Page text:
Tuesday 6
Building a foundation for managing for tipping points in marine ecosystems
Carrie Kappel, Courtney Scarborough, Mary Hunsicker, Adrian Stier
› 11:30 - 12:30 (1h)
Building a foundation for managing for tipping points in marine ecosystems
Carrie Kappel  1, *@  , Courtney Scarborough  1, *@  , Mary Hunsicker  1@  , Adrian Stier@
1 : National Center for Ecological Analysis and Synthesis  (NCEAS)  -  Website
735 State Street, Suite 300 Santa Barbara, CA 93101 -  États-Unis
* : Corresponding author

An increasing number of examples of tipping points in social-ecological systems around the world have begun to raise concern among scientists and policymakers. In the oceans, diverse ecosystems ranging from estuaries to reefs to pelagic systems have undergone sudden, dramatic shifts. Changes in ocean climate, the abundance of key species, nutrients, and other factors drive these shifts, with resulting effects on ocean food webs, habitats, and ecosystem functions that have direct impacts on people's livelihoods and well-being. Ocean tipping points may be cause for particular concern because they are often unexpected and can be very difficult, if not impossible, to reverse. The Ocean Tipping Points project seeks to understand and characterize thresholds, or “tipping points,” in coastal and ocean systems, in which small changes in human use or environmental conditions result in large, and sometimes abrupt, impacts to marine ecosystems. Our ultimate goal is to help agencies and decision-makers anticipate and manage for these tipping points. But we cannot do so without a strong scientific foundation. This session will feature some early, foundational results of our project – focusing primarily on ecological aspects of the complex, social-ecological problem of analyzing and anticipating abrupt ecosystem change and coming to grips with how to actively or passively manage for that change. 

Courtney Scarborough will begin the session by presenting results of a comprehensive, global synthesis of ocean tipping points, aimed at identifying where and when abrupt shifts in marine ecosystems tend to occur, their drivers and underlying mechanisms, factors that confer more or less resilience to such shifts, and implications for ecosystem goods and services. From this broad, ecosystem-level overview, we will then dive deep into individual responses of ecological components to physical, biological and anthropogenic stressors. In the absence of detailed information about how the ecosystem will respond to stressors, a common assumption is that these relationships are linear. Yet, growing evidence suggests that many of these stressor-ecosystem relationships are non-linear. Dr. Mary Hunsicker will present a new analysis of existing data in which she has characterized the shapes of these relationships and measured the strengths of nonlinearities to glean general lessons across systems and stressors in an attempt to identify critical targets for management that may help us to avoid tipping points. Vital to avoiding undesirable ecosystem shifts is having advance warning that your system may be approaching a threshold. Recent studies have proposed a suite of statistical methods for identifying leading indicators (or early warning indicators) of such state changes, and experiments in model systems suggest the potential efficacy of these new tools for managers in the real world. Our final talk is by Dr. Adrian Stier, who will present early results from tests of early warning indicators using real world data from marine ecosystems with documented state shifts.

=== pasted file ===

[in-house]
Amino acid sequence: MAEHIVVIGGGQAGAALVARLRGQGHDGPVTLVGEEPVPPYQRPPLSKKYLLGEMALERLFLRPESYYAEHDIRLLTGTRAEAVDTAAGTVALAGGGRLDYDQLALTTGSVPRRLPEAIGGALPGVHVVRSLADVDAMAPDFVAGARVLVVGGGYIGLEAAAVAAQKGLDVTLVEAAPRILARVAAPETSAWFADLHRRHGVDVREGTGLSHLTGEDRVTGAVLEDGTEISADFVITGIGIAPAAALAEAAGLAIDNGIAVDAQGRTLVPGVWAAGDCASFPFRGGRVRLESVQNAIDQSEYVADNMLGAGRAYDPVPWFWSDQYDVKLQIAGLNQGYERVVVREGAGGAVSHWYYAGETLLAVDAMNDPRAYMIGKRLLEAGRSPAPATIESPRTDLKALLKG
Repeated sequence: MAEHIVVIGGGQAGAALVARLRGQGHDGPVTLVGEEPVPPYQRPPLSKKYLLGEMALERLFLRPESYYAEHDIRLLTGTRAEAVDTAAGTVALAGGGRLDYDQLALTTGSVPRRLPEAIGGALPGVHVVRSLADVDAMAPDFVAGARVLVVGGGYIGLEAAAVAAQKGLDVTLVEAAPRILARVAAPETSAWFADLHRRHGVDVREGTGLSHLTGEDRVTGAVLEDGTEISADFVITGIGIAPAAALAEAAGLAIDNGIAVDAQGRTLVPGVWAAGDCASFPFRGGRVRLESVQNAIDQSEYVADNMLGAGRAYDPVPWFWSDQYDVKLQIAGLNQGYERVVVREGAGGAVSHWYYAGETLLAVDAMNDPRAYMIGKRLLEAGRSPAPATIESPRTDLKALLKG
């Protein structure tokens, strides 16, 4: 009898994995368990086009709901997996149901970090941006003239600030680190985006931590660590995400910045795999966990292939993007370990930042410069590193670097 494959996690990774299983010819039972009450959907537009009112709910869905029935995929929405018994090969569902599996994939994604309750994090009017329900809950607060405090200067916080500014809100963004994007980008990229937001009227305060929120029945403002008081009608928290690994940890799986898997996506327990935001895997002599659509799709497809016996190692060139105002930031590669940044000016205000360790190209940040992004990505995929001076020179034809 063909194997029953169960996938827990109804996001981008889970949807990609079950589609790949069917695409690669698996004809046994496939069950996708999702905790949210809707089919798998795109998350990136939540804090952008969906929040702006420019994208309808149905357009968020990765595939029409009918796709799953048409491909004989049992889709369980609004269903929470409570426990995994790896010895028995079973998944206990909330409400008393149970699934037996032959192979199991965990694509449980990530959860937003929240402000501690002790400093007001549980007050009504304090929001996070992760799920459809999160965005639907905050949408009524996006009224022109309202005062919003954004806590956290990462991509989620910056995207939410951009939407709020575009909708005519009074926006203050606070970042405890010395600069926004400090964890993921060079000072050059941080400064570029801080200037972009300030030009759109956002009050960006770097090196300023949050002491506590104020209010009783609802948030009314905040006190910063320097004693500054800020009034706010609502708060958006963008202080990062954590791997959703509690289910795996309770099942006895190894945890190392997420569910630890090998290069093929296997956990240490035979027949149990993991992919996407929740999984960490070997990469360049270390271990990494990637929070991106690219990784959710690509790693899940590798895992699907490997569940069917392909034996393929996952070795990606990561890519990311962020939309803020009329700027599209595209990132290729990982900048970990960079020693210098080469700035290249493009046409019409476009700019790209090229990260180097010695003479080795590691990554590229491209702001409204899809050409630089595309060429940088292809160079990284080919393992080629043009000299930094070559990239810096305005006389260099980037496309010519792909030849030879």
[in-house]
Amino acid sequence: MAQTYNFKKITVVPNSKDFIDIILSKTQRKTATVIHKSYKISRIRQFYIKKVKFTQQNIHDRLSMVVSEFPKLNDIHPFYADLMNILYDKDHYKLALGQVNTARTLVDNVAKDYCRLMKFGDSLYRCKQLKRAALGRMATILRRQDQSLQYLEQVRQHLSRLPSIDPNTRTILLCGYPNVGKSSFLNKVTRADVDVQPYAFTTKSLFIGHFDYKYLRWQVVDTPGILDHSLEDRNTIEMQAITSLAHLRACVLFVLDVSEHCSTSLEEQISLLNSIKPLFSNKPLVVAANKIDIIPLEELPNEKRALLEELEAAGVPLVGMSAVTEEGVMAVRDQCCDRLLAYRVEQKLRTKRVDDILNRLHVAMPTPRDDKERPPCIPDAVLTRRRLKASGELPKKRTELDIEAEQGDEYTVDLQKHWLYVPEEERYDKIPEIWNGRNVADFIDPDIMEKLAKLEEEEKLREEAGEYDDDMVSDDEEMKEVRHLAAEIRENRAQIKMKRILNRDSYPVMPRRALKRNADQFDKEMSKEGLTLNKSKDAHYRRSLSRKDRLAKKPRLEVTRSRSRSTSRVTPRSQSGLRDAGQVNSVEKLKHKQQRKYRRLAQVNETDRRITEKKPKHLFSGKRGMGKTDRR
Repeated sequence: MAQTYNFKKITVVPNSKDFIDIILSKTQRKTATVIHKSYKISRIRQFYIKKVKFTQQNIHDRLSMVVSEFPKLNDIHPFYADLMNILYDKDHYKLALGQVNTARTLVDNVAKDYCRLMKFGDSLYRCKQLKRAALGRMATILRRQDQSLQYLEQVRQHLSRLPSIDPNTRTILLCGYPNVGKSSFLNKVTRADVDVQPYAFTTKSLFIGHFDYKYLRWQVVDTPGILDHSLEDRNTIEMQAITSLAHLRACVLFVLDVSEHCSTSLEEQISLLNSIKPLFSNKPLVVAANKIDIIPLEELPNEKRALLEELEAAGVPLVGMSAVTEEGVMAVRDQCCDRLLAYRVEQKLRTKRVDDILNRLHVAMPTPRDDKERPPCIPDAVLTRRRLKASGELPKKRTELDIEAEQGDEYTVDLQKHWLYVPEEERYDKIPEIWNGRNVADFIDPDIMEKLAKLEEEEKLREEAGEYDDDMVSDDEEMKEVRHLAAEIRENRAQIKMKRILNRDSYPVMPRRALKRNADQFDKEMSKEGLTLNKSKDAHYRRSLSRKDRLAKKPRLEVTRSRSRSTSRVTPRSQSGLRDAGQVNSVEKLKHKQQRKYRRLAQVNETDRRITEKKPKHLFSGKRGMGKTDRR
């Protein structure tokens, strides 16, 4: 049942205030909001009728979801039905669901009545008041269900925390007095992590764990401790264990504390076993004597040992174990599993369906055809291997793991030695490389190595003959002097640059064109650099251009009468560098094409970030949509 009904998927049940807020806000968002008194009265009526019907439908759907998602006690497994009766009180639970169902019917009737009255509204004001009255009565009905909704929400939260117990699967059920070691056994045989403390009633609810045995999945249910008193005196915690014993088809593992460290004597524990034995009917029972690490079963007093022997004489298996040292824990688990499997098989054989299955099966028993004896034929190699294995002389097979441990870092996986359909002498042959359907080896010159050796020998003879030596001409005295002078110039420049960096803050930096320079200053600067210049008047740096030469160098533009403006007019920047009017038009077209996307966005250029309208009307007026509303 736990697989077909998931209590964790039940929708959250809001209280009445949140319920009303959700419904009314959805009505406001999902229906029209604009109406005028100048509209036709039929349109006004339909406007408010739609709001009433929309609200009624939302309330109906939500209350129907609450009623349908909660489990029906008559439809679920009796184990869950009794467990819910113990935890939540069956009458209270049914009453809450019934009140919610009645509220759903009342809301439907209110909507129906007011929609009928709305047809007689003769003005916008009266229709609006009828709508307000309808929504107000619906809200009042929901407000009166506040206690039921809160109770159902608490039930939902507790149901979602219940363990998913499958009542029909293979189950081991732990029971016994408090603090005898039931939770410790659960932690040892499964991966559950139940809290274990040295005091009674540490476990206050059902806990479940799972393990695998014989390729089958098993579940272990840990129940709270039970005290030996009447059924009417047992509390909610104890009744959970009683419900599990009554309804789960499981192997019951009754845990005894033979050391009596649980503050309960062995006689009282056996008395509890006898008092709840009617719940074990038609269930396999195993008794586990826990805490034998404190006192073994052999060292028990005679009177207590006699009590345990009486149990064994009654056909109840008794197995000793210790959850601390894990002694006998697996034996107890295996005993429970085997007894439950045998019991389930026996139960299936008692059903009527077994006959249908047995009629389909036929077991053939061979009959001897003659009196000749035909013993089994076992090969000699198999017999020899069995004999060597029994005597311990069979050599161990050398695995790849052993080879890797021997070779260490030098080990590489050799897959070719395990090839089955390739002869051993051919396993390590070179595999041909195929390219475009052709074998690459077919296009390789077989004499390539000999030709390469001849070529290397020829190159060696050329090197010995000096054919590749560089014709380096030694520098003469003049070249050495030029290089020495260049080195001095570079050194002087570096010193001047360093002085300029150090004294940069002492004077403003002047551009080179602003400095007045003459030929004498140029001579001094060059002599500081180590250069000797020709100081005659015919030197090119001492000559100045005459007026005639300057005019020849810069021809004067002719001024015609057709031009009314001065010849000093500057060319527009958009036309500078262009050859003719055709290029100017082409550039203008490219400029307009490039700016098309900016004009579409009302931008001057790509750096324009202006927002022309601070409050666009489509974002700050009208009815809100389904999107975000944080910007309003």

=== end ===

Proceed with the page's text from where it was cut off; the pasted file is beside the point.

Format: Traditional


Courtney Scarborough, A global review of marine ecosystem regime shifts

Mary Hunsicker, Threshold responses to environmental stressors: a meta-analysis

Adrian Stier, Testing early warning indicators of marine ecosystem regime shifts

Theme: Analyzing and promoting change and transformation

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